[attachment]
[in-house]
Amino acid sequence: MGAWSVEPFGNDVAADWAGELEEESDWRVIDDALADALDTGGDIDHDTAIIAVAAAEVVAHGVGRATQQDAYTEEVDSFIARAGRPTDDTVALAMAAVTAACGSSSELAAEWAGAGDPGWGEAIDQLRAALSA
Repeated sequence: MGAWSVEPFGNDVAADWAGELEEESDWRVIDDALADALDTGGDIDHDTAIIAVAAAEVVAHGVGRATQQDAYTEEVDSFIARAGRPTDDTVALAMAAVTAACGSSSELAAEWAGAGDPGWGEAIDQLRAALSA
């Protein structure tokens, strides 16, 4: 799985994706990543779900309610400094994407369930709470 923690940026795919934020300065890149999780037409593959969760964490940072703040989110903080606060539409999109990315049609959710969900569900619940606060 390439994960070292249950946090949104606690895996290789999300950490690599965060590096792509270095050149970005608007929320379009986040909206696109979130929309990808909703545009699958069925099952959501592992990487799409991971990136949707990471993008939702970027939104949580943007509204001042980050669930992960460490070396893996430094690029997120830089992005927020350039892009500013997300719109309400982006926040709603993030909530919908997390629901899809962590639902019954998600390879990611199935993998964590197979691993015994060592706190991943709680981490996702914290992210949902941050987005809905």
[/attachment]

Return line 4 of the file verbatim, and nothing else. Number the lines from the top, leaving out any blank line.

């Protein structure tokens, strides 16, 4: 799985994706990543779900309610400094994407369930709470 923690940026795919934020300065890149999780037409593959969760964490940072703040989110903080606060539409999109990315049609959710969900569900619940606060 390439994960070292249950946090949104606690895996290789999300950490690599965060590096792509270095050149970005608007929320379009986040909206696109979130929309990808909703545009699958069925099952959501592992990487799409991971990136949707990471993008939702970027939104949580943007509204001042980050669930992960460490070396893996430094690029997120830089992005927020350039892009500013997300719109309400982006926040709603993030909530919908997390629901899809962590639902019954998600390879990611199935993998964590197979691993015994060592706190991943709680981490996702914290992210949902941050987005809905």